Saturday, September 29, 2012

QE3 after 2 weeks

It's been just over 2 weeks since the Fed announced that it intends to implement a third round of quantitative easing (QE3).  Since I included some of the initial impacts in an argument against QE3, I thought it would be appropriate to provide an update.

What's happened to expected inflation?  Prior to Bernanke's speech in Jackson Hole, Wyoming, during which he indicated the likelihood of QE3, break-even inflation according to the 5-year TIPS was 1.92%.  The day after QE3 was announced, it stood at 2.39% (the highest since summer 2008).  Two weeks later, it's back down to 2.11%.  Thus, as of now, market participants aren't worried about a significant increase in inflation resulting from QE3.

Another gauge of financial conditions that I like to look at is the risk premium on Baa corporate bonds, a measure of the perceived risk of relatively safe companies.  Prior to Bernanke's speech, it stood at 3.2%.  The day before the announcement, it was 3.18%; now it's 3.05% (down from a summer 2012 high of 3.46%).  The last time it was consistently below 3% was in early August 2011 (prior to the debt limit debacle).  What's normal?  Risk premiums of 2% or less were common before the financial crisis (it rose past 6% during the worst part of the crisis).  Is the recent decline due to QE3?  There are probably several factors, but the Fed would be happy to reduce the cost of credit for businesses (and consumers), helping to provide support for a stronger recovery.

What about oil prices?  Prior to Benanke's speech, the price of a barrel of West Texas Oil was $94.60; it rose to almost $100 per barrel the day after QE3 was announced.  Currently, it's about $92 per barrel.


Of course it's too early to draw conclusions, but so far it's hard to find evidence of a noticeable change in inflation or inflationary expectations as a result of QE3.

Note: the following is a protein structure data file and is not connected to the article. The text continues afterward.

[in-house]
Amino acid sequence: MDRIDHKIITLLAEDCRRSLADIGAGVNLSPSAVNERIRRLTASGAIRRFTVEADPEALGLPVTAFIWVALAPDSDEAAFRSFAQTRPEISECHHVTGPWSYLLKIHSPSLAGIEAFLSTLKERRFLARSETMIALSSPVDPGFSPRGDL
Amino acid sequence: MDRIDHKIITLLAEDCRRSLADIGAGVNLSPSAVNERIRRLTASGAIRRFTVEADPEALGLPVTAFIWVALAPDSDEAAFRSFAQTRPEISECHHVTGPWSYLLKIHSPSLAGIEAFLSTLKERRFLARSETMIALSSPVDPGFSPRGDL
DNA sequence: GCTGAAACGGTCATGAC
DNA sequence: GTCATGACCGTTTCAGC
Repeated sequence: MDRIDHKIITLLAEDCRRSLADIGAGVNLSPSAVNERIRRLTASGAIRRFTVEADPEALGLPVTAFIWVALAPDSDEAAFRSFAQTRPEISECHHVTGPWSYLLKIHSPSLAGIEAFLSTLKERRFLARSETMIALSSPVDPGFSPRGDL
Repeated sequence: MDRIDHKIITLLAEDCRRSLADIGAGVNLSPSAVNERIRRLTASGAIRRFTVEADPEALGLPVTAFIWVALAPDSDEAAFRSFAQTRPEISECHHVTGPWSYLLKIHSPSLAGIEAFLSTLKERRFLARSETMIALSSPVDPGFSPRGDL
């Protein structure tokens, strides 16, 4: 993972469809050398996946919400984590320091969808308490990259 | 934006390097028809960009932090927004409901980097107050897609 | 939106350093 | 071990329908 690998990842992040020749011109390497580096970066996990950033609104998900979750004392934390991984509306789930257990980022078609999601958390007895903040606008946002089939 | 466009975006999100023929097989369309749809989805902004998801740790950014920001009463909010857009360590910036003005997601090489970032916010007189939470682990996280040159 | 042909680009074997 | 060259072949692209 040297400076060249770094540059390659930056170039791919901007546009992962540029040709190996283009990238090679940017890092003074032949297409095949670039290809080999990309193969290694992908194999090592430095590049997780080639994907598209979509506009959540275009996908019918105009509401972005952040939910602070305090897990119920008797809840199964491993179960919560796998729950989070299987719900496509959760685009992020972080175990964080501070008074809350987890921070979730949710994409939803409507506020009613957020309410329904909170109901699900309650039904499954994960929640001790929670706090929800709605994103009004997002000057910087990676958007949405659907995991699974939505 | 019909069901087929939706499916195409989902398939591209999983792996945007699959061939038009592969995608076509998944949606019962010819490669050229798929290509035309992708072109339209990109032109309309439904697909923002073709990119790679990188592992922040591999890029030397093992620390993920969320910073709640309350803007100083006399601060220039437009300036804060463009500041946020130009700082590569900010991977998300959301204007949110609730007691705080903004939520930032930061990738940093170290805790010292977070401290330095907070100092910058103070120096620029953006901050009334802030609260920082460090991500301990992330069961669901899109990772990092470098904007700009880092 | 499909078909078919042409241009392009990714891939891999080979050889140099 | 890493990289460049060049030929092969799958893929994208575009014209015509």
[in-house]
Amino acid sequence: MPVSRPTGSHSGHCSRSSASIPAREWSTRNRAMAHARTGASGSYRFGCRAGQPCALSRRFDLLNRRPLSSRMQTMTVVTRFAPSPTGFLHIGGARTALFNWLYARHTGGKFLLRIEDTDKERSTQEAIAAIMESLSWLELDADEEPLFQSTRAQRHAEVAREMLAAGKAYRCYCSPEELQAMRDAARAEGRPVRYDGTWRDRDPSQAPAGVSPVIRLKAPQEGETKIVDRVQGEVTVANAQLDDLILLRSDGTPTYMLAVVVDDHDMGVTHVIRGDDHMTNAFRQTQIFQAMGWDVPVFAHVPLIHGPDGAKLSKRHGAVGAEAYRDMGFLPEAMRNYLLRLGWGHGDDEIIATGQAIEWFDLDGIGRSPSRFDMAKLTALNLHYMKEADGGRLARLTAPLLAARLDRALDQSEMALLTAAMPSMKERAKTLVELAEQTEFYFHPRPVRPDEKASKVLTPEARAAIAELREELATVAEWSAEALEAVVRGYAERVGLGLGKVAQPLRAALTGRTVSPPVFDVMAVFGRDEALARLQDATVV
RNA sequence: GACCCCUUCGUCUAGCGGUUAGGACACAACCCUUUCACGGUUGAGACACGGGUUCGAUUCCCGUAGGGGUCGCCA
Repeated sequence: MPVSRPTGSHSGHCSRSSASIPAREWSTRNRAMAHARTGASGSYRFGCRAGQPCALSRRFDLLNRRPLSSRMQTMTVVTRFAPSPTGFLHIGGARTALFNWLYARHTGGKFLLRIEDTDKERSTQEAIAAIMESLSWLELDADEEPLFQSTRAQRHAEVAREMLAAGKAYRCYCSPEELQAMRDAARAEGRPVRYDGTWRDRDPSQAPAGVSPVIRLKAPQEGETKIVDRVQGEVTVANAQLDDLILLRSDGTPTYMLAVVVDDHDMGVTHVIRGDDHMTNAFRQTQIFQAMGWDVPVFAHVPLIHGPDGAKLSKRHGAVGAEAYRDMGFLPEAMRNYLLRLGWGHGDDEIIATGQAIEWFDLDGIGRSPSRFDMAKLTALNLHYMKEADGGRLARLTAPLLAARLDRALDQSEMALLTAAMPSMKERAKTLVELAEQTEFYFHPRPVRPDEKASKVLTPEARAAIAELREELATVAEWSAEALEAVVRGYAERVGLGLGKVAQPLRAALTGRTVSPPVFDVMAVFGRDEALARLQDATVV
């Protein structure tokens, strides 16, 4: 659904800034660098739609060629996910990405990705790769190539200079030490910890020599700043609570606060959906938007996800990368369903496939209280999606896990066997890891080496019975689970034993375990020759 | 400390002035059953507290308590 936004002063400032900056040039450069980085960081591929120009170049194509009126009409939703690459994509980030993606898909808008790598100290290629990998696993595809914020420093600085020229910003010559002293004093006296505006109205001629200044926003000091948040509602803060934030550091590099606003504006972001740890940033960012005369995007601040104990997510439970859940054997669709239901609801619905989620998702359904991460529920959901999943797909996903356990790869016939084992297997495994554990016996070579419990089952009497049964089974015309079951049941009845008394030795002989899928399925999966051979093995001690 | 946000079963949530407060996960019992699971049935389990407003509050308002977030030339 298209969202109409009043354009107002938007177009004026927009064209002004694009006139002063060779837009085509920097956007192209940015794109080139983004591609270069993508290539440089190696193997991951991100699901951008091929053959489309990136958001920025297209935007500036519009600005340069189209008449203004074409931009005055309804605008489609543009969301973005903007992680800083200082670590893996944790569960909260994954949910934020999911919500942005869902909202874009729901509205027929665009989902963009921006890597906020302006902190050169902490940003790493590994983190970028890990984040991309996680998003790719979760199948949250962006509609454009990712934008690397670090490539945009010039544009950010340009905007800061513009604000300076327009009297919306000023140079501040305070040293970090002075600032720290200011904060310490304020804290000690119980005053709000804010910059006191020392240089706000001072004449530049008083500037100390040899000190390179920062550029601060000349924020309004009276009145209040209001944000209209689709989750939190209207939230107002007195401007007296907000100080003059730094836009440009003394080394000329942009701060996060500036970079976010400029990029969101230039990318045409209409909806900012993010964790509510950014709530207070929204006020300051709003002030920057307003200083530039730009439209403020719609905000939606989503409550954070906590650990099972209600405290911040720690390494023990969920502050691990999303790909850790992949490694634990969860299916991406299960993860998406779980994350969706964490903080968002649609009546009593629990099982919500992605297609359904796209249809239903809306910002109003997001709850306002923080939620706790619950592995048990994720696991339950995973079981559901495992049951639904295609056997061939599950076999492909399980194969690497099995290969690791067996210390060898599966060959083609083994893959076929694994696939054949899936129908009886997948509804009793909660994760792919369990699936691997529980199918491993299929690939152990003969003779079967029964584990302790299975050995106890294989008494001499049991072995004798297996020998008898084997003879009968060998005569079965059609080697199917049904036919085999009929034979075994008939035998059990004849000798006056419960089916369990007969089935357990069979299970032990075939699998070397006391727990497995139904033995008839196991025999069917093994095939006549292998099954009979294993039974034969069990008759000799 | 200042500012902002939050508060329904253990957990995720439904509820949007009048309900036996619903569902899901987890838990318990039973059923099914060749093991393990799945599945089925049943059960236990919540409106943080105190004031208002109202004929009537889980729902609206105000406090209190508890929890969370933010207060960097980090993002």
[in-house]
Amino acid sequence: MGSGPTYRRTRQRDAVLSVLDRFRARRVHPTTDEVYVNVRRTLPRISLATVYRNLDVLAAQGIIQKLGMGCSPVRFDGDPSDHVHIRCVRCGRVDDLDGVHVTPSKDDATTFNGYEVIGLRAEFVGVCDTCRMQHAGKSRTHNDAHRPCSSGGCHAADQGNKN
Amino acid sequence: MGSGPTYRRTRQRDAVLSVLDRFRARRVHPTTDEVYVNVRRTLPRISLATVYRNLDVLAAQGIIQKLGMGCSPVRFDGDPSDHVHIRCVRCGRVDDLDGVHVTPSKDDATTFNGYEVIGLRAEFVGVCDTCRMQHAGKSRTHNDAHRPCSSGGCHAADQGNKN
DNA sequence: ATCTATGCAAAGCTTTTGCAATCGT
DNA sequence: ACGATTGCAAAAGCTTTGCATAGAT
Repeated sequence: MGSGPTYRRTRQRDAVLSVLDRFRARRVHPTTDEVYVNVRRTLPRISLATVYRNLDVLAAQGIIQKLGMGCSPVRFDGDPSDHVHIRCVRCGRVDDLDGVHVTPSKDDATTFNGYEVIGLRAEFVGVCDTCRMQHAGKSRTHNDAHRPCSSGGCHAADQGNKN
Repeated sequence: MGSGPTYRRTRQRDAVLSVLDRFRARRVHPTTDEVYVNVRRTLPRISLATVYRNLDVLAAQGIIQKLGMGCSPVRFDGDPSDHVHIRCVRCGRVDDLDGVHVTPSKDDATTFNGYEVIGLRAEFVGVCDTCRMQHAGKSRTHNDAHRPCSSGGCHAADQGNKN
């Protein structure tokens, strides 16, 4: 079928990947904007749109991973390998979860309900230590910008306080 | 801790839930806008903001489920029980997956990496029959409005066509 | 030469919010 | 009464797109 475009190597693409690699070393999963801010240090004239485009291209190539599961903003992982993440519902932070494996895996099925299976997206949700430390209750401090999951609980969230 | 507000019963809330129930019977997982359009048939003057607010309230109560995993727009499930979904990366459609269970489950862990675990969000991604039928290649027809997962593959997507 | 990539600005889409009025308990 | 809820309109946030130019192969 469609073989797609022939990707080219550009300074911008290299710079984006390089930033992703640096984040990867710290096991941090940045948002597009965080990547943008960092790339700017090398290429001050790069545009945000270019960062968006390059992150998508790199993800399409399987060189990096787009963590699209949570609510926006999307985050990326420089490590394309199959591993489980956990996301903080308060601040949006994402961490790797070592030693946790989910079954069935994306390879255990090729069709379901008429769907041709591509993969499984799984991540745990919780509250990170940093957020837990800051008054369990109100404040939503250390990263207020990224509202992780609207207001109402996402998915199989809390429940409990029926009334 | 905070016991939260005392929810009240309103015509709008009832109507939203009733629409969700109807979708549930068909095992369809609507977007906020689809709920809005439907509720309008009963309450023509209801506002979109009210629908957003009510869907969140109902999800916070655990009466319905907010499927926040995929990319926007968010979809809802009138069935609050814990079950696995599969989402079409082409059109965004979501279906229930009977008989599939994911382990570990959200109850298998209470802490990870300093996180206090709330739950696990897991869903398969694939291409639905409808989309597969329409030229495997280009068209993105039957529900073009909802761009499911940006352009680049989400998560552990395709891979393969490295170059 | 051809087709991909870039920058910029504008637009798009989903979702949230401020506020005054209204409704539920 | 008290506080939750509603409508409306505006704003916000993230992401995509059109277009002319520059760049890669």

This Week's Econonomic Update

There were a few key reports about the economy this week.  Economic growth for the Spring was revised down to 1.3% as both consumer and business spending grew more slowly compared to previous periods.  After contributing 2.5% to economic growth at the end of 2011, inventories have been a drag on growth in the first two quarters of 2012, which is not bad news.  Companies probably found themselves with too much inventory and now are making adjustments to get back in line with consumer spending.  Speaking about consumer spending, it has risen by 1.9% over the last year, contributing to the sluggishness of the recovery.  Over that same period, inflation as measured by the PCE deflator (average price of consumer goods and services in GDP) rose by 1.6%.

On Friday, there was another report about the state of the consumer (updated for August 2012).  Real personal income (real means adjusted for inflation) declined by 0.1% in August while real consumer spending rose by 0.1%.  As a result, the savings rate declined to 3.7% (down from 4.1% in July).  Consumer spending is on pace to grow by about 2% for the third quarter, slightly faster than the Spring.  Meanwhile, consumer prices have risen by 1.5% since August 2011 while core consumer inflation is 1.6%.

Add it up and you still get a sluggish economy with below-average inflation.  The next big economic report is this Friday's report on the job market.  Currently, the consensus is for just over 100,000 jobs created with little change in the unemployment rate.

Friday, September 21, 2012

August Employment Report: Florida & Orlando

This morning, the government released the latest report on the job market for Florida and its counties/cities.  First, the headlines.  The unemployment rate in Florida remained at 8.8% while the state added 23,200 jobs in August (seasonally adjusted).  For Metro Orlando, the unemployment rate declined from 9.1% to 8.7% and the metro area added 17,100 jobs (not seasonally adjusted).

The numbers for Florida are OK.  Employment growth was more rapid than in previous months, but the leading industries were administrative and waste service (which includes temp jobs), accommodation & food services, and construction.  In addition, there was a rebound in private education jobs (remember that the data is seasonally adjusted).  The labor force participation rate declined below 60%, falling from 60.7% in August 2011 to 59.9% in August 2012.  If the participation rate had remained constant over the last year, the unemployment rate would be 10% instead of 8.8%.  Thus, Florida has added jobs in the last year, but most of the decline in the unemployment rate has been due to fewer people participating in the labor force.